Every month around 100,000 patients are forced to wait more than 12 hours for a bed after arriving at casualty.

The £13billion-a-year national insurance hike is supposed to push more money into social care but only once the backlog in NHS waiting lists has been cleared – a process expected to take several years.

‘We cannot have the people of Scotland paying the price of SNP failure.’

In some areas, health boards have paid out more than £1,700 for a single nursing shift, with NHS Lothian recording a payment of £1,900 in 2020/21.

Scottish Liberal Democrat leader Alex Cole-Hamilton said vacancies were at a ‘dangerous level’ and staff were ‘being overwhelmed’.

He added: ‘Our exposed NHS is being forced to use more and more locum staff at sky-high rates. This is the price of years of botched workforce planning by the Scottish Government.’

The overall private nursing agency bill has more than tripled in five years from £29million in 2017-18.

One agency, the Scottish Nursing Guild, has received £49million from health boards over five years for nurses to plug holes in staffing gaps, and the costs are rising.

Private nursing agencies provide staff at short notice to NHS boards. They offer higher rates of pay than standard NHS roles, but the work can be last-minute and at extremely short notice, day and night.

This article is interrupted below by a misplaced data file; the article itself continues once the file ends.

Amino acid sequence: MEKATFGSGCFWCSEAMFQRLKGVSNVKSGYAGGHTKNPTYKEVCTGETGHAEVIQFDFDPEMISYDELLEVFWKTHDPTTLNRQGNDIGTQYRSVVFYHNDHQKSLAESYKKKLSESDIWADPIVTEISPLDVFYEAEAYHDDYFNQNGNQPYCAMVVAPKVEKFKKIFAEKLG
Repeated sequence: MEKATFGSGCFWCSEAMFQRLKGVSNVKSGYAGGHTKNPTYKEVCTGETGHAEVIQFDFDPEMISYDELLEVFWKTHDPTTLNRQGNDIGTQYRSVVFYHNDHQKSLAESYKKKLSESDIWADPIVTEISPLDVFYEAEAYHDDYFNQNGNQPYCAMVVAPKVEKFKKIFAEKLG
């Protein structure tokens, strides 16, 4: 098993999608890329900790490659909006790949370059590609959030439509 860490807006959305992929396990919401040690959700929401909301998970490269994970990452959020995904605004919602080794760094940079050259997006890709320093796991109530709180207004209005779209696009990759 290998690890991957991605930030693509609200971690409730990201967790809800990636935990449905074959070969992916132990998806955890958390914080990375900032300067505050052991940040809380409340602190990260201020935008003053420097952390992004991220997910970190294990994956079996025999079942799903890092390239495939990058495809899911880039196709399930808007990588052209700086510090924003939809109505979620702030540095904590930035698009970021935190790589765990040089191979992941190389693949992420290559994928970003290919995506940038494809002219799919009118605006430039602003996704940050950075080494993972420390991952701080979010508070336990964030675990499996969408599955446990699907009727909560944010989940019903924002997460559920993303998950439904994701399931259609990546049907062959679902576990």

Nursing and midwifery vacancies have soared in Scotland in recent years, up from 4.5 per cent in March 2017 to 8.7 per cent by March this year.

The RCN in Scotland has rejected a 5 per cent pay offer from the Scottish Government, saying it is a ‘real terms pay cut’.

Unite Scotland, the GMB and Unison have also said their members are prepared to walk out.

The RCN has taken the first formal step towards industrial action, with a strike ballot going out to members earlier this month. It said members were ‘angry and frustrated’ that the Scottish Government has failed to address the nursing workforce crisis.

Scottish Conservative health spokesman Dr Sandesh Gulhane said the soaring costs painted ‘a damning picture of the SNP’s management’.

He said: ‘Locum nurses are an essential part of our healthcare service – but under the SNP, they have become a crutch for a chronically understaffed and dysfunctional system.

‘Hospitals are crying out for nurses, yet instead of investing in growing the permanent workforce we desperately need, the SNP are forking out absurd sums on temporary staff and fees to the private agencies that supply them.’

A Scottish Government spokesman said: ‘Spend on agency nursing is less than 1 per cent of NHS spend.

‘The use of temporary staff in an organisation as large and complex as NHS Scotland will always be required to ensure vital service provision during times of planned and unplanned absences such as annual, maternity and sick leave.

‘The majority of these shifts are filled from the NHS Staff Bank, who are NHS staff, on NHS contracts at NHS rates of pay.

‘We have over 35,000 nurses and 2,900 doctors registered through the NHS Staff Bank.’